“Paycheck” June 1953

Imagination June 1953
PKD V1 (279-308)

In the future, the U.S. is a police state. Jennings has taken a job as a mechanic with Rethink Corporation. After his two-year contract is up, his memories of the time are erased. He’s two years older with no knowledge of the time period, but he’s due a sizable payment. For some reason, he has agreed to an alternate clause, accepting goods instead of money. For his two years, he receives a cloth bag containing a code key, a ticket stub, a parcel receipt, some wire, half a poker chip, a strip of green cloth, and a bus token. As soon as he enters the street with this dubious treasure, he is picked up by the police. They want to know where the Rethink plant is and what Jennings did for them. Of course he cannot answer these questions, but the police are not about to believe that. The situation looks grim, and Jennings decides to escape the police cruiser using the wire to short circuit the lock. He races to the nearest bus and uses the bus token that was in his cloth bag. He is beginning to suspect why he took the cloth bag full of trinkets rather than money. He examines the ticket stub and determines based on the information there that the Rethink plant is in Stuartsville, Iowa. He takes the train there and finds the plant. He suspects Rethink has been operating an illegal time scoop, thus the police interest. He plans, with the help of Kelly from Rethink, to go into the plant and get evidence to blackmail Rethink into providing him protection from the police. Using the green cloth, he poses as a worker and gets into the plant. He manages to evade capture and get the evidence out to Kelly, who takes it back to New York. They meet with Rethink to discuss it. Rethink is ultimately unwilling to take Jennings on as an equal partner. It is a family business and Kelly is the daughter of the head of Rethink. And some day, Rethink will lead the revolution that will overthrow the police state. She has the compromising pictures and schematics in a safe place and will return them to her father. Just then the time scoop appears and snatches the parcel receipt from her hand. It is the one already in Jennings possession. So he has them after all, but he implies that he will join the family and keep alive the Rethink vision of freedom from the police state.

“Meddler” October 1954

Future October 1954
PKD V1 (269-278)

Histo-Research has a device called a “Dip” to travel in time and study the past. It is forbidden to go to the future, but Wood has done so at the urging of the Political Science Council. Somehow they introduced a lethal factor that at some future point will destroy the human race. Hasten, an expert, has been chosen to take a Time Car to the future and find out what has happened. Cities and cows remain, but no people. There are a great many enormous colored butterflies, one of which flutters up and stings Hasten’s hand. He is sick immediately, and the tissue in his hand and arm turns black and dies. He tries to find information in a library, but the newspapers are in another language. He debates his next actions as he heads back to the Time Car with some newspapers. Then he sees a swarm of butterflies. He gets into the Time Car but the butterflies descend upon it. They proceed to cut perfect circles into the ship and enter it, but Hasten kills them with a blowtorch. He returns swiftly and explains the situation to Wood. He seems somewhat optimistic that knowing what has happened, they may be able to stop it. Then Hasten sees that the Time Car is covered in cocoons, most of which are now empty. He has unwittingly brought the killer butterflies back with him.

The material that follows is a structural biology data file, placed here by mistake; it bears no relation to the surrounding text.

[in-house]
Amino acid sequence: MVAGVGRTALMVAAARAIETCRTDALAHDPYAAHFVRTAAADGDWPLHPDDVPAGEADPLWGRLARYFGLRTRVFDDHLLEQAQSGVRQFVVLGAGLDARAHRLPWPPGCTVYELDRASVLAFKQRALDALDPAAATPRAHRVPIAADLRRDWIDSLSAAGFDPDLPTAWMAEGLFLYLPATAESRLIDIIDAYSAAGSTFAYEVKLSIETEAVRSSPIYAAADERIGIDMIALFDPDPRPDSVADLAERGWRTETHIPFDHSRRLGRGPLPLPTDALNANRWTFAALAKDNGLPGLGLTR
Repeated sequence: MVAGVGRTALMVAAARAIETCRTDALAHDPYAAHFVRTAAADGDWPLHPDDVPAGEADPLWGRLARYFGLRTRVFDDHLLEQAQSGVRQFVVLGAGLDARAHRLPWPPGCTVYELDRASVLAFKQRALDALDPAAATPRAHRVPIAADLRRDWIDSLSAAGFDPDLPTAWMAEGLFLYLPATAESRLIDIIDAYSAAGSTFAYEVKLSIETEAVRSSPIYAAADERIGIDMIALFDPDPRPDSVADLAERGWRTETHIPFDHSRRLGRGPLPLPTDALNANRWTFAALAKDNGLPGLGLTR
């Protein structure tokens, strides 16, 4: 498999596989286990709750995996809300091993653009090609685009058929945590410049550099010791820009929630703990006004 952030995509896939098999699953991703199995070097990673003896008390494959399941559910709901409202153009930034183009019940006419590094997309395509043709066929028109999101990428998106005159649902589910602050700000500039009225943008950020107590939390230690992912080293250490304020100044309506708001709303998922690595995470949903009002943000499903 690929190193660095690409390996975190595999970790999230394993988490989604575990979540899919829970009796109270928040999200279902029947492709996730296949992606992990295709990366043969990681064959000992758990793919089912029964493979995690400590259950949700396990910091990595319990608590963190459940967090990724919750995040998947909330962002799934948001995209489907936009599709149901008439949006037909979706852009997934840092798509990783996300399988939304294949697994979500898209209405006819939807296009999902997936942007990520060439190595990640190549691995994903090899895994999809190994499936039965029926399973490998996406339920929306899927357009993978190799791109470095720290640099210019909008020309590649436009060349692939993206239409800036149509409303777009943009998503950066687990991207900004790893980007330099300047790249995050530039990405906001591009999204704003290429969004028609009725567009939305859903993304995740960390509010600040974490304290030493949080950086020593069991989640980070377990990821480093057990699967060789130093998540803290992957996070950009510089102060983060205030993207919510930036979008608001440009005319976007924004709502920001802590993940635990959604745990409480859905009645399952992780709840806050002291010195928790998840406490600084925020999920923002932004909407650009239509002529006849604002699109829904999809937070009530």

“The Builder” December 1953-January 1954

Amazing December 1953– January 1954
PKD V1 (259-268)

In an odd retelling of the Noah’s ark story, E.J. Elwood can only work on and think about the large square boat he is building in his backyard. Though no date is mentioned, the racism and anti-communist hysteria embodied by Elwood’s co-workers put the action in the fifties, when the story was written. Elwood’s younger son helps him with his project, but his wife and older son, as well as a neighbor, clearly think he is mad. When his older son jokes to friends that it is a nuclear submarine and a neighbor asks if it is really powered by uranium, Elwood realizes he has forgotten to include a source of power for his boat—no motor, not even a sail. Then he realizes that he never really understood why he was building the boat in the first place and he wonders whether he is perhaps insane after all. Then the large drops of rain start to fall from the sky and he understands.